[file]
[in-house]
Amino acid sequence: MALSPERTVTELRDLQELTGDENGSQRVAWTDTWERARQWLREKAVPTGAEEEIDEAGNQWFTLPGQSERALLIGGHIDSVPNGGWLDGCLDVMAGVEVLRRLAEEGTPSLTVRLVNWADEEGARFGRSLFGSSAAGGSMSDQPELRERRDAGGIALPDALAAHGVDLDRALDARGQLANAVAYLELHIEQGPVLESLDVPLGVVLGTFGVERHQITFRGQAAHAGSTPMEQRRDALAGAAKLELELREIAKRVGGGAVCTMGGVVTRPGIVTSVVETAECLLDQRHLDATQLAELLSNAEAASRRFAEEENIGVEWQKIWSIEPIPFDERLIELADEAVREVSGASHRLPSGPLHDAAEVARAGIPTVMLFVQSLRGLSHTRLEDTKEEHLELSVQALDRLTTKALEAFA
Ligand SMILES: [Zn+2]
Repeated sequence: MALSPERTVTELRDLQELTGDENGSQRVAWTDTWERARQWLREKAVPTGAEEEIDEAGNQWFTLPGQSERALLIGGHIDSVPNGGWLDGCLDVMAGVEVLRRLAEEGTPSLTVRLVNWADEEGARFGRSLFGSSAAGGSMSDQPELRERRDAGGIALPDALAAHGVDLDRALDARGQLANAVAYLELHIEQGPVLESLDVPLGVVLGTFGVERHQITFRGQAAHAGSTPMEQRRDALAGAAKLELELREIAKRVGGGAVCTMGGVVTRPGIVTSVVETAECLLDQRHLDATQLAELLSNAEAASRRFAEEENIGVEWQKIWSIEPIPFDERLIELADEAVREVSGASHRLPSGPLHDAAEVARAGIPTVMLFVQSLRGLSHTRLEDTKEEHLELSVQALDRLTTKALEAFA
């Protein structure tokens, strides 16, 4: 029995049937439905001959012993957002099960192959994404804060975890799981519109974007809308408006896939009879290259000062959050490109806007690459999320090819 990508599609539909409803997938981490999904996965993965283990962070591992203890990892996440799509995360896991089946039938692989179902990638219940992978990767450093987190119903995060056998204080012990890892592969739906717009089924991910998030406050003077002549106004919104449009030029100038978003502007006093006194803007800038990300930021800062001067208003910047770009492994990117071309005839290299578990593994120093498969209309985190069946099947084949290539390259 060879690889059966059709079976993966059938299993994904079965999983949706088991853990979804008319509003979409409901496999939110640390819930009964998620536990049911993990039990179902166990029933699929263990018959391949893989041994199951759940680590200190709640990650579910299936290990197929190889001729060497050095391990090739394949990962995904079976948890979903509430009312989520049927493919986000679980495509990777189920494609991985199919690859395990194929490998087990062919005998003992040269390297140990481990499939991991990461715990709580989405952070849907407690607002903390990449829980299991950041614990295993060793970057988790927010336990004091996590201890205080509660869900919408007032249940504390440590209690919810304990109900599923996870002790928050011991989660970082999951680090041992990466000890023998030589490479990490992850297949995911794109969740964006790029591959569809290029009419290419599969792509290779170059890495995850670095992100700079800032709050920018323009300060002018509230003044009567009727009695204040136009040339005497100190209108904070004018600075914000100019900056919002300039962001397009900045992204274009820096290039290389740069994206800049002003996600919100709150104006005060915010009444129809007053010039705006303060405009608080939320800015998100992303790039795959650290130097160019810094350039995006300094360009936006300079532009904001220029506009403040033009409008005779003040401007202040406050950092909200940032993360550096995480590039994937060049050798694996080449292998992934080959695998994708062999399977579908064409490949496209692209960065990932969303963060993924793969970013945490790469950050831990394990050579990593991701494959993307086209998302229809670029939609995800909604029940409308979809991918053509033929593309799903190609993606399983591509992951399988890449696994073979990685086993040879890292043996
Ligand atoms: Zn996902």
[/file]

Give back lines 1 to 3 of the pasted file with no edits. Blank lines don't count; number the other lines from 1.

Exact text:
[in-house]
Amino acid sequence: MALSPERTVTELRDLQELTGDENGSQRVAWTDTWERARQWLREKAVPTGAEEEIDEAGNQWFTLPGQSERALLIGGHIDSVPNGGWLDGCLDVMAGVEVLRRLAEEGTPSLTVRLVNWADEEGARFGRSLFGSSAAGGSMSDQPELRERRDAGGIALPDALAAHGVDLDRALDARGQLANAVAYLELHIEQGPVLESLDVPLGVVLGTFGVERHQITFRGQAAHAGSTPMEQRRDALAGAAKLELELREIAKRVGGGAVCTMGGVVTRPGIVTSVVETAECLLDQRHLDATQLAELLSNAEAASRRFAEEENIGVEWQKIWSIEPIPFDERLIELADEAVREVSGASHRLPSGPLHDAAEVARAGIPTVMLFVQSLRGLSHTRLEDTKEEHLELSVQALDRLTTKALEAFA
Ligand SMILES: [Zn+2]